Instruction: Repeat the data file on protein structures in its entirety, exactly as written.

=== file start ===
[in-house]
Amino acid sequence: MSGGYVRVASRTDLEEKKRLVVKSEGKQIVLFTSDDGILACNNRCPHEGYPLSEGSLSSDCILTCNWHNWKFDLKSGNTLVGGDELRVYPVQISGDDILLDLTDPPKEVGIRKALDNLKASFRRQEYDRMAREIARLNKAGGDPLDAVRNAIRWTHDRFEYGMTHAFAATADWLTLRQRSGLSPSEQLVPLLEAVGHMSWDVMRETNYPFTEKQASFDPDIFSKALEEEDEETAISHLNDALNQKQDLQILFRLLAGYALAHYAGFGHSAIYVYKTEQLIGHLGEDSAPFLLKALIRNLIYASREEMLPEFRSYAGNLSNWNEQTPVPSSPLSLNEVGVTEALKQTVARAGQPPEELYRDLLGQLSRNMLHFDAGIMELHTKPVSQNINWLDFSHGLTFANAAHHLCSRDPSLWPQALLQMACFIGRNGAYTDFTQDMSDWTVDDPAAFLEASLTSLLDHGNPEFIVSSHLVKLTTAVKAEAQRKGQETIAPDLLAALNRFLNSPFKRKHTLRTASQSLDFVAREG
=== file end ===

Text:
[in-house]
Amino acid sequence: MSGGYVRVASRTDLEEKKRLVVKSEGKQIVLFTSDDGILACNNRCPHEGYPLSEGSLSSDCILTCNWHNWKFDLKSGNTLVGGDELRVYPVQISGDDILLDLTDPPKEVGIRKALDNLKASFRRQEYDRMAREIARLNKAGGDPLDAVRNAIRWTHDRFEYGMTHAFAATADWLTLRQRSGLSPSEQLVPLLEAVGHMSWDVMRETNYPFTEKQASFDPDIFSKALEEEDEETAISHLNDALNQKQDLQILFRLLAGYALAHYAGFGHSAIYVYKTEQLIGHLGEDSAPFLLKALIRNLIYASREEMLPEFRSYAGNLSNWNEQTPVPSSPLSLNEVGVTEALKQTVARAGQPPEELYRDLLGQLSRNMLHFDAGIMELHTKPVSQNINWLDFSHGLTFANAAHHLCSRDPSLWPQALLQMACFIGRNGAYTDFTQDMSDWTVDDPAAFLEASLTSLLDHGNPEFIVSSHLVKLTTAVKAEAQRKGQETIAPDLLAALNRFLNSPFKRKHTLRTASQSLDFVAREG